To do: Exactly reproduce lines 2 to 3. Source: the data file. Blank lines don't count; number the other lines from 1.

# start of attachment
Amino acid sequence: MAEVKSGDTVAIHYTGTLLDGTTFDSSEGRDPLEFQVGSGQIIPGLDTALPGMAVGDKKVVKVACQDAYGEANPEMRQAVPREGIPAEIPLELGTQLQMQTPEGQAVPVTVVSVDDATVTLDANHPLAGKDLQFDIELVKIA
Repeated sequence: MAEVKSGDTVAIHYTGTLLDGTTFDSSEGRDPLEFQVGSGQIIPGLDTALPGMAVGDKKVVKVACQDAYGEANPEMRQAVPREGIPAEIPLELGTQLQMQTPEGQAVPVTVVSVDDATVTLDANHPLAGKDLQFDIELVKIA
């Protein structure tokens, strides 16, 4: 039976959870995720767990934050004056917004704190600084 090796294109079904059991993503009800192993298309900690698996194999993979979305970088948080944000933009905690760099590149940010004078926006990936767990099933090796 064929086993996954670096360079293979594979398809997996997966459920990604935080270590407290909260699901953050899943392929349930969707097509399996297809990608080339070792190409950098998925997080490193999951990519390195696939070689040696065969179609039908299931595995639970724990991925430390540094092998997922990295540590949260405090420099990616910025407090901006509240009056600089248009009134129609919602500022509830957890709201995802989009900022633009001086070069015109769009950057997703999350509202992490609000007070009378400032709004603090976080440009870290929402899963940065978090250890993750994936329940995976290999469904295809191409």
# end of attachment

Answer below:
Repeated sequence: MAEVKSGDTVAIHYTGTLLDGTTFDSSEGRDPLEFQVGSGQIIPGLDTALPGMAVGDKKVVKVACQDAYGEANPEMRQAVPREGIPAEIPLELGTQLQMQTPEGQAVPVTVVSVDDATVTLDANHPLAGKDLQFDIELVKIA
């Protein structure tokens, strides 16, 4: 039976959870995720767990934050004056917004704190600084 090796294109079904059991993503009800192993298309900690698996194999993979979305970088948080944000933009905690760099590149940010004078926006990936767990099933090796 064929086993996954670096360079293979594979398809997996997966459920990604935080270590407290909260699901953050899943392929349930969707097509399996297809990608080339070792190409950098998925997080490193999951990519390195696939070689040696065969179609039908299931595995639970724990991925430390540094092998997922990295540590949260405090420099990616910025407090901006509240009056600089248009009134129609919602500022509830957890709201995802989009900022633009001086070069015109769009950057997703999350509202992490609000007070009378400032709004603090976080440009870290929402899963940065978090250890993750994936329940995976290999469904295809191409």